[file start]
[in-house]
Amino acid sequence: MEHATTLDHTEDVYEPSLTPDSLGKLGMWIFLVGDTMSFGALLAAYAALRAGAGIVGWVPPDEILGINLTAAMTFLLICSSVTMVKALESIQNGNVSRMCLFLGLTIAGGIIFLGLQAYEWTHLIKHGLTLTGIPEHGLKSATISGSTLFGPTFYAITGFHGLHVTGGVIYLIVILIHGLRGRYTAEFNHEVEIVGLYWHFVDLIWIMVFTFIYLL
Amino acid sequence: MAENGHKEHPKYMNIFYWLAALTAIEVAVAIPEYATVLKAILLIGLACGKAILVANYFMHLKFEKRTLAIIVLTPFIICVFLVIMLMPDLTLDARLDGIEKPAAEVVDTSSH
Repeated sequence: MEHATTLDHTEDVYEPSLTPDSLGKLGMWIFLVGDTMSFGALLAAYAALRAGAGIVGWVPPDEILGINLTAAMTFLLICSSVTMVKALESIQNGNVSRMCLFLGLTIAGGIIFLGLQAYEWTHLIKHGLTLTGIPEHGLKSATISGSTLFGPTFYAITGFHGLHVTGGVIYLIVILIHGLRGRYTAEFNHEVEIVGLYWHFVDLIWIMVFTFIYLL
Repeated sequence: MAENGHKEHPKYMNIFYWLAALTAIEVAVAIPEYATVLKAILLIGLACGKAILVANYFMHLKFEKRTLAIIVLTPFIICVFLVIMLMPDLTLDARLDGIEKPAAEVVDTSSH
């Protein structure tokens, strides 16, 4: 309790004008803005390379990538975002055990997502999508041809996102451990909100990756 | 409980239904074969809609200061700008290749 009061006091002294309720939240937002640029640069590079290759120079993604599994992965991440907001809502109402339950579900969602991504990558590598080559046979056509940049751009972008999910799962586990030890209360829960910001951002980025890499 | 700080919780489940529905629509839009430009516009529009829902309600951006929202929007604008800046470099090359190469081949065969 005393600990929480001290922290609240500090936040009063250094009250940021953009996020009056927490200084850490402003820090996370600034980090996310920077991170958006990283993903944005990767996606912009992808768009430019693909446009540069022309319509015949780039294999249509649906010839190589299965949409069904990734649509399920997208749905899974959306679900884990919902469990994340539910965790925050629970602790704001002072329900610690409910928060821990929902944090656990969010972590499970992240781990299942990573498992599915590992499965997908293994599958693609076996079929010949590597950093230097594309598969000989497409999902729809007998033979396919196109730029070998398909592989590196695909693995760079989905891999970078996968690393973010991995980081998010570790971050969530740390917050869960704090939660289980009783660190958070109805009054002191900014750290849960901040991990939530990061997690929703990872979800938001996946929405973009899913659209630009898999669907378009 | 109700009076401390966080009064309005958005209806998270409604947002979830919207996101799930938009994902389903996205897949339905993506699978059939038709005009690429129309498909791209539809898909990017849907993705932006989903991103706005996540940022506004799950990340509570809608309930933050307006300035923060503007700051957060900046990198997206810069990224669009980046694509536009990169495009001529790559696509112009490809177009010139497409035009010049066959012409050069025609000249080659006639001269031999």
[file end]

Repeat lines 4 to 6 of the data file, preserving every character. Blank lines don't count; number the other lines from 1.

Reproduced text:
Repeated sequence: MEHATTLDHTEDVYEPSLTPDSLGKLGMWIFLVGDTMSFGALLAAYAALRAGAGIVGWVPPDEILGINLTAAMTFLLICSSVTMVKALESIQNGNVSRMCLFLGLTIAGGIIFLGLQAYEWTHLIKHGLTLTGIPEHGLKSATISGSTLFGPTFYAITGFHGLHVTGGVIYLIVILIHGLRGRYTAEFNHEVEIVGLYWHFVDLIWIMVFTFIYLL
Repeated sequence: MAENGHKEHPKYMNIFYWLAALTAIEVAVAIPEYATVLKAILLIGLACGKAILVANYFMHLKFEKRTLAIIVLTPFIICVFLVIMLMPDLTLDARLDGIEKPAAEVVDTSSH
């Protein structure tokens, strides 16, 4: 309790004008803005390379990538975002055990997502999508041809996102451990909100990756 | 409980239904074969809609200061700008290749 009061006091002294309720939240937002640029640069590079290759120079993604599994992965991440907001809502109402339950579900969602991504990558590598080559046979056509940049751009972008999910799962586990030890209360829960910001951002980025890499 | 700080919780489940529905629509839009430009516009529009829902309600951006929202929007604008800046470099090359190469081949065969 005393600990929480001290922290609240500090936040009063250094009250940021953009996020009056927490200084850490402003820090996370600034980090996310920077991170958006990283993903944005990767996606912009992808768009430019693909446009540069022309319509015949780039294999249509649906010839190589299965949409069904990734649509399920997208749905899974959306679900884990919902469990994340539910965790925050629970602790704001002072329900610690409910928060821990929902944090656990969010972590499970992240781990299942990573498992599915590992499965997908293994599958693609076996079929010949590597950093230097594309598969000989497409999902729809007998033979396919196109730029070998398909592989590196695909693995760079989905891999970078996968690393973010991995980081998010570790971050969530740390917050869960704090939660289980009783660190958070109805009054002191900014750290849960901040991990939530990061997690929703990872979800938001996946929405973009899913659209630009898999669907378009 | 109700009076401390966080009064309005958005209806998270409604947002979830919207996101799930938009994902389903996205897949339905993506699978059939038709005009690429129309498909791209539809898909990017849907993705932006989903991103706005996540940022506004799950990340509570809608309930933050307006300035923060503007700051957060900046990198997206810069990224669009980046694509536009990169495009001529790559696509112009490809177009010139497409035009010049066959012409050069025609000249080659006639001269031999």